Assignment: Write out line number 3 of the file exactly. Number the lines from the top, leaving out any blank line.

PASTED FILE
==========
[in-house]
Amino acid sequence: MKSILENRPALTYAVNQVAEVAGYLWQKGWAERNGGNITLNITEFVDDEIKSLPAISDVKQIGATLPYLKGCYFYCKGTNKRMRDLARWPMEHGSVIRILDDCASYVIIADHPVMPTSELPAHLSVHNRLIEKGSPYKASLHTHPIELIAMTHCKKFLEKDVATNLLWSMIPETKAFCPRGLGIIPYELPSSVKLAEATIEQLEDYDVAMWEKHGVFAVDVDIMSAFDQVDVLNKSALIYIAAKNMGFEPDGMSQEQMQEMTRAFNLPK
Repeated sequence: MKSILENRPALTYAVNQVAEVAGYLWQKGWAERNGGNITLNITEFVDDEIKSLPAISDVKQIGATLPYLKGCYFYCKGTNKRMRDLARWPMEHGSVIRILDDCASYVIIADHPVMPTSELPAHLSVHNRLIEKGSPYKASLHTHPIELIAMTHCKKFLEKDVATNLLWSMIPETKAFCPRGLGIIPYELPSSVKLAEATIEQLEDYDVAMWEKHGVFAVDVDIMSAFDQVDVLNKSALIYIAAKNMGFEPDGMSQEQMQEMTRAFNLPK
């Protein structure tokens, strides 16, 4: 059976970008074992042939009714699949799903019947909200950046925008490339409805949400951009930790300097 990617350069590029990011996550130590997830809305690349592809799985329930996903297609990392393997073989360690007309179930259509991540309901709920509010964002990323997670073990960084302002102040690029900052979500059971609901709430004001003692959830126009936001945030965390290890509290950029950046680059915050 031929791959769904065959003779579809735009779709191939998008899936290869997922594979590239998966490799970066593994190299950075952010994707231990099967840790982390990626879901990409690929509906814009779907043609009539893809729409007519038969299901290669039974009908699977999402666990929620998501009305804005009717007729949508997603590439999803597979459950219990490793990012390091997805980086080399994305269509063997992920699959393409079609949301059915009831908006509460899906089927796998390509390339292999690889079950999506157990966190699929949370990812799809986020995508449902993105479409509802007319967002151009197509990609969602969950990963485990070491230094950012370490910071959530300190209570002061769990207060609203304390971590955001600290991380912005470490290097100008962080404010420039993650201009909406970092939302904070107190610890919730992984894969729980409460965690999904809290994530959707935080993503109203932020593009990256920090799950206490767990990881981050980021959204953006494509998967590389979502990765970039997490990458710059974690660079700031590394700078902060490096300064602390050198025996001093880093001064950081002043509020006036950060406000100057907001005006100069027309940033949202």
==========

Repeated sequence: MKSILENRPALTYAVNQVAEVAGYLWQKGWAERNGGNITLNITEFVDDEIKSLPAISDVKQIGATLPYLKGCYFYCKGTNKRMRDLARWPMEHGSVIRILDDCASYVIIADHPVMPTSELPAHLSVHNRLIEKGSPYKASLHTHPIELIAMTHCKKFLEKDVATNLLWSMIPETKAFCPRGLGIIPYELPSSVKLAEATIEQLEDYDVAMWEKHGVFAVDVDIMSAFDQVDVLNKSALIYIAAKNMGFEPDGMSQEQMQEMTRAFNLPK